Like most filmgoers, I’ve been itching to get back into movie theaters. Watching movies on my laptop (and spending half the time trying to make the cursor disappear) just isn’t the same. I couldn’t bring myself to go back to the theater for “Tenet” or “The War with Grandpa.” I wanted my first theater-going experience back from quarantine to be a movie that I actually wanted to see, which is why I was so excited to hear that Bong Joon Ho’s 2003 film “Memories of Murder” was coming to select Atlanta theaters for a two-night run in mid-October.

I went to see “Memories of Murder” at the AMC North Dekalb 16, otherwise known as “the theater with the sketchy tunnel entrance.” The nicest thing one can say about the theater is that you get your money’s worth. They forgot to turn off the lights before the movie started, so I had to go find and ask an employee to do it. When I tried to get water from the soda fountain I was informed that I had to scan a QR code, go to the soda machine’s website and hit the water button online. Spoiler: The QR code did not work. The whole experience reminded me of the film critic Nick Pinkerton’s tweet about Blockbuster video and how easy it can be to nostalgize things that are really kind of crap. We may miss movie theaters, but I’m not sure that anyone misses AMC North Dekalb 16.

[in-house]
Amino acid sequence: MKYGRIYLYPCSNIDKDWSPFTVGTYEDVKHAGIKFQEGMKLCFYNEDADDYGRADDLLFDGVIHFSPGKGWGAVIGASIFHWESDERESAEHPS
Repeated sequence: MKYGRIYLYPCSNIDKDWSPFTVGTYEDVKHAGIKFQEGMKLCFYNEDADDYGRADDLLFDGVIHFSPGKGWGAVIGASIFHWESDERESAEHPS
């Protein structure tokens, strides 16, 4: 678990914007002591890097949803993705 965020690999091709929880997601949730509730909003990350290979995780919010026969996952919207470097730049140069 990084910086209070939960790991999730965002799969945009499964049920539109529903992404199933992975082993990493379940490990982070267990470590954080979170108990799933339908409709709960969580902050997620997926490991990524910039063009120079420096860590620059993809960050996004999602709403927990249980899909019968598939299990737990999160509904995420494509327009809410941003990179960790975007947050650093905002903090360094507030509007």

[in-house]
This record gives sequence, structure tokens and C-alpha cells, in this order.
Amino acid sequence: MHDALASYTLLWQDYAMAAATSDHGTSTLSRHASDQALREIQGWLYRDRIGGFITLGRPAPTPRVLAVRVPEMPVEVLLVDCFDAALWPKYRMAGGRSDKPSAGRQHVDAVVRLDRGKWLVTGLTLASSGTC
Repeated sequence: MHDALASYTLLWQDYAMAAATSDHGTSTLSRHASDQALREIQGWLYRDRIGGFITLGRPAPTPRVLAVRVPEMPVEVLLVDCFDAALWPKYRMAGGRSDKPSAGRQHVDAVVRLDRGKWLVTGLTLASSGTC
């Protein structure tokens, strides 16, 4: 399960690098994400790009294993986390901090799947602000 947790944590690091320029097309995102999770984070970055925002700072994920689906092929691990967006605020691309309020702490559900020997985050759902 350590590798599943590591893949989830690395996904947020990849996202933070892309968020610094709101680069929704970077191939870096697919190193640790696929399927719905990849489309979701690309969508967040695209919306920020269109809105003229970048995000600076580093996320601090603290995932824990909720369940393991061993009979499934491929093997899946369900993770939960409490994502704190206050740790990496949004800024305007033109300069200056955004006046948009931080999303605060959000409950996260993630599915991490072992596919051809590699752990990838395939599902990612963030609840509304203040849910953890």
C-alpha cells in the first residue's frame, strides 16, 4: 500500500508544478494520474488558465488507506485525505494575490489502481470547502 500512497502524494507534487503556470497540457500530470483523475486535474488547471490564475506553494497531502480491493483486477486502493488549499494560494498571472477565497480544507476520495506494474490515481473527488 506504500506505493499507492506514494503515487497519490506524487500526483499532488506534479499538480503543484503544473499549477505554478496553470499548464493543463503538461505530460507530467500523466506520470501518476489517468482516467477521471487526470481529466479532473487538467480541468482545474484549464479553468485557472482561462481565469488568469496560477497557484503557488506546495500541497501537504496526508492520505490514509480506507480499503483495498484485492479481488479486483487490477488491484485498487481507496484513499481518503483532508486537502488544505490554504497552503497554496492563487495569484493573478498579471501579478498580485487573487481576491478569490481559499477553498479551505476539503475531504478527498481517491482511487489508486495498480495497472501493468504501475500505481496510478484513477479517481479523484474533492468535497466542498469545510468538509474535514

The movie more than made up for the theater’s deficiencies. Set in 1986, Bong’s second film follows three detectives on the trail of “South Korea’s first serial killer.” Park Doo Man (Song Kang Ho) is a rural police officer and a brutal goon who claims that he can intuit a suspect’s guilt simply by looking into their eyes. Park and his colleague Cho Yong Koo (Kim Roi Ha) enjoy beating confessions out of suspects. Seo Tae Yoon (Kim Sang Kyung), a younger, slicker transplant from Seoul, disapproves of his rural colleagues’ methods, preferring to rely on logic and concrete evidence.

“Memories of Murder” is a profoundly bleak, ugly movie. The film recalls and predicts “Parasite” in its focus on subterranean spaces (in this case the police station’s basement interrogation room) where people forget how to be human. “Memories” also reminded me of David Fincher’s “Seven” (1995) with its apocalyptic sense of doom and its rainy, industrial hellscapes. There is a sense — compounded by frequent scenes of blackout drills reminiscent of the London blitz — that all of society is under siege and that its guardians, including the thuggish police of this rural city, are ill-equipped to handle it.

Bong’s film is exactly what movie theaters need. As a foreign film that’s not quite new and not quite a classic, it’s probably underseen in the United States. It’s also cutting and funny, a reminder that “Parasite” was not a fluke, and that Bong is a great director, a visual storyteller of the first order with an eye for atmospheric settings and clever symbolism. I don’t care how bad the popcorn is or how hard it is to find the entrance: if AMC North Dekalb 16 schedules more of Bong Joon Ho’s movies, I’ll show up.

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Stephen Altobelli (22C) is an English major from Westminster, Massachusetts. He is a resident advisor for the Clairmont community, an advising fellow with Matriculate and an avid David Lynch fan. Contact Altobelli at